Idaho, and the Boise State University community in particular, are mourning the death of Peter Wollheim, professor emeritus at the university, founding board member of the Idaho Suicide Prevention Action Network and a tireless mental health advocate.
Wollheim, 67, died at home July 21. According to an announcement
from Boise State, family and friends said that "in the end, he took his own life."
Arrangements are under the direction of the Cremation Society of Idaho. A memorial to honor Wollheim is expected to be scheduled sometime in the fall.
Wollheim was a frequent contributor to Boise Weekly
reports on mental health and managed a local suicide hotline for 15 years before it was shut down
due to lack of funding. The Idaho hotline was plugged back in by late 2012
and today is available 24/7. Wollheim, the son of Holocaust survivors, came to Boise State in 1989 where he taught in the Department of Communication until his retirement in 2012. He continued to serve as an adjunct instructor.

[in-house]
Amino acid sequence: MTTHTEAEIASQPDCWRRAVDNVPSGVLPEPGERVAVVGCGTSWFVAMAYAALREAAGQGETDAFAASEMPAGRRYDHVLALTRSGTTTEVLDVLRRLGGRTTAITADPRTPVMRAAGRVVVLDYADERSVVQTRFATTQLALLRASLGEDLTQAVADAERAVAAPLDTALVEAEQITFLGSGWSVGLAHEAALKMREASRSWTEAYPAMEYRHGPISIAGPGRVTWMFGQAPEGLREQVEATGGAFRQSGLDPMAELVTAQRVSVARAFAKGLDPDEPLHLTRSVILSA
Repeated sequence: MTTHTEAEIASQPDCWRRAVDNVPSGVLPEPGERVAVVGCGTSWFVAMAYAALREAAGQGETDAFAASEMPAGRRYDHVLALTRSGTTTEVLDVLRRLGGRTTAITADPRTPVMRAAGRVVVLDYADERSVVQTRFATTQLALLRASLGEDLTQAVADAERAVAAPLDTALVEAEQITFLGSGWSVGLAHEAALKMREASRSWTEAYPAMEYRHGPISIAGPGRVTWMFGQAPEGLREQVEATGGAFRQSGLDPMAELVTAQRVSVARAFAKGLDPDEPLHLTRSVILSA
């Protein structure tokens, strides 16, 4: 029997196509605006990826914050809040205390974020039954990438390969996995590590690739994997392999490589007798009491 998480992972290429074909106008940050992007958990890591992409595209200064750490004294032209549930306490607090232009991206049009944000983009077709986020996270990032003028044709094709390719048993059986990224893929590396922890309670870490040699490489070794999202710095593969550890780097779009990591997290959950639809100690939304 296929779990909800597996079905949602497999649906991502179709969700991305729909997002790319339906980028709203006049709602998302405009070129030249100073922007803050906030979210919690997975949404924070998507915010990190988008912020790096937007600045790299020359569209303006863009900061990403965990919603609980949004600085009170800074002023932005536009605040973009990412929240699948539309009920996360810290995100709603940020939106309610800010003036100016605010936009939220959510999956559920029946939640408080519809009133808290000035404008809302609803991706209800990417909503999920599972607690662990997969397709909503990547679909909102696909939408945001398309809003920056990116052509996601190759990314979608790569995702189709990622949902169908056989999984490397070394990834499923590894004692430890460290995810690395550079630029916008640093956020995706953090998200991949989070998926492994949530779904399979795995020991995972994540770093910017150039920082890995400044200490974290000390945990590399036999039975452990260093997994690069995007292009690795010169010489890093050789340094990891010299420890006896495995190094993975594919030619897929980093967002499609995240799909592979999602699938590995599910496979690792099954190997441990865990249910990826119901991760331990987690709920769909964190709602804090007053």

As schools around the country prepare for the start of classes, the issue of mental health care on college campuses is again in the headlines
"I think we're constantly striving to be better as a culture, but we still have a lot of work to do to destigmatize depression, anxiety and even suicide—and take care of our emotional health as much as our physical health," Karla West, director of counseling services at Boise State, told BW
Idaho is consistently among the states with the highest suicide rates. In 2013, Idaho had the eighth-highest suicide rate in the United States—44 percent higher than the national average. Between 2009 and 2013, 79 percent of Idaho suicides were by men.
If you or someone you know is in emotional distress or suicidal crisis, call 1-800-273-TALK.